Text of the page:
Two or three years ago, any smartphone fan in the U.S. would have called you crazy if you were to predict how the telecom networks have changed. Verizon and Sprint have phones that can run on AT&T or T-Mobile, cheap pre-paid plans give you as much or more than any of the big four for less money, and people are starting to move away from the multi-year carrier contract model. Our pals in Europe can laugh at us, but these are all new ideas on this side of the pond.
Because we’re swapping SIM cards (and networks) more than ever, we’re exposed to the APN settings on our phones. And a lot of us have some questions.
We have answers.
The Access Point Name (APN) is the name for the settings your phone reads to set up a connection to the gateway between your carrier’s cellular network and the public Internet.
You carrier reads these settings, then does things like determine the correct IP address, connect to the correct secure gateway, and see if you need a private network like a VPN. All the heavy lifting is done on the carrier side, but we need to make sure the right settings are in place to get on the network we need, in the way we need to connect.
Depending on how your carriers network is structured, different settings are mandatory. The rest can be slightly altered to change some of the parameters, but for most of us we will need to use the exact settings provided by our carrier.
The good news is that most of the time, your phone already has these settings in the system files, and can fill in the APN information automatically when it connects. Small changes are often sent via SMS once the core connection is made. For example — inserting a Cricket SIM card will cause your phone to fill in the APN settings for a standard AT&T-based pre-paid carrier. Once that’s done, you’ll get a text with a download for “better” settings that optimize your connection. This sounds like a lot of work, and it is. But automated ways of entering settings and updating them mean less support calls.
But not every APN will fill in by itself on all phones. Sometimes, you’ll have have to dig in an do it yourself.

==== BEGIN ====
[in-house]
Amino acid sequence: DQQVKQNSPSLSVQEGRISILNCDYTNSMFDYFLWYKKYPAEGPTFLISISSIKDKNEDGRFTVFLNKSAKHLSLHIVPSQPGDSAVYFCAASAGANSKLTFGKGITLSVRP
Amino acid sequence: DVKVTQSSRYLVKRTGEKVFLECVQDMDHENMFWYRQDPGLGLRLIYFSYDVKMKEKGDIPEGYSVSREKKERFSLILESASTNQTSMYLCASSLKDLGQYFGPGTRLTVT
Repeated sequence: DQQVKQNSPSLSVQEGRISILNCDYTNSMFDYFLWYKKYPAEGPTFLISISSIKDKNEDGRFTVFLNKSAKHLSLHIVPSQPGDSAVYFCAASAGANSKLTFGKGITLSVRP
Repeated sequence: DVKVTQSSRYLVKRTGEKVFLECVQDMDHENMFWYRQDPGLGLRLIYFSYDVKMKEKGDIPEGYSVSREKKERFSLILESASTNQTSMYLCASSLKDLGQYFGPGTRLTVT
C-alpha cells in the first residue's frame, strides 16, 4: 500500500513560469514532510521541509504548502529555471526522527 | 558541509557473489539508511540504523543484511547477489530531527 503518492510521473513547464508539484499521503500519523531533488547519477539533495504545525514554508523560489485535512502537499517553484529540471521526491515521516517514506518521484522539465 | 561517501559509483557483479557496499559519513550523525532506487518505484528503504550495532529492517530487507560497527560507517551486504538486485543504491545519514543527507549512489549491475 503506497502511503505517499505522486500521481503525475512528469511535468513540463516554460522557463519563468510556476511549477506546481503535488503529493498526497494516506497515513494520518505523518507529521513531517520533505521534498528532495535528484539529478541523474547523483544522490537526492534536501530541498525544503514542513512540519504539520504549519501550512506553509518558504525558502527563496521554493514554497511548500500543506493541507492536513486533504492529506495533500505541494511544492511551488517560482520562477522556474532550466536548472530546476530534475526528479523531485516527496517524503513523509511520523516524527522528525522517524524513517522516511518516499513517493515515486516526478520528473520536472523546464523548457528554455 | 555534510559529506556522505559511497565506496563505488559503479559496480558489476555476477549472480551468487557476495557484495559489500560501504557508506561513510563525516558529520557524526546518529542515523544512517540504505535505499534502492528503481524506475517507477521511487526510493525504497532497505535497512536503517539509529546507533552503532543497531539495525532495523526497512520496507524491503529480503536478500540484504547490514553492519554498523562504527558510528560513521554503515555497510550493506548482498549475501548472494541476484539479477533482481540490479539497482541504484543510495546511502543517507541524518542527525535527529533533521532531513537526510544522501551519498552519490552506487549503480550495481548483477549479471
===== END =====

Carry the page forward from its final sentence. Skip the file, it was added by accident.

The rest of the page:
For most phones, this will be done the same way. Of course, Android manufacturers can (and do) change things in the settings, so the process on your phone may be slightly different.
The first thing you’ll need to do is find the right APN settings for the network you want to use. You’ll be able to find these at the support pages at the carrier website. The settings will look like this example for Straight Talk:
Once you have this information at hand, grab your phone.
Open the settings, and look for Wireless and Network settings. Once there, look for an option to see “more”. You’ll be presented with a list of options to select, and we’re looking for something labeled “mobile networks”.
Once you’ve found your mobile network settings, the rest will be the same on all devices. You’re looking for the “Access Point Names” section. Tap to open it.
You should see a list with at least one APN on it. If things aren’t working with the current APN, you need to add another. Don’t modify or delete the one you see, instead make a new one and we can choose it when we’re done. At the top of the page, or possible in a menu if your phone has a menu button, press the plus sign to bring up the “Edit access point” screen.
This is where you will enter the settings you got from your carrier’s website. Two very important things here:
Once you have the settings provided by your carrier entered, you need to save the APN. You do that by pressing the three dots in the upper right (or the menu key if your phone has one) and selecting the “Save” option.
Once your APN information is saved, go back one screen to the list we saw earlier. On this screen, tap the new APN settings you just entered to make them active.
Most times, you’ll need to physically reboot your phone to use a new APN setting, but once properly entered, chosen and working, your phone will choose the correct one automatically whenever it’s rebooted or Airplane mode is toggled.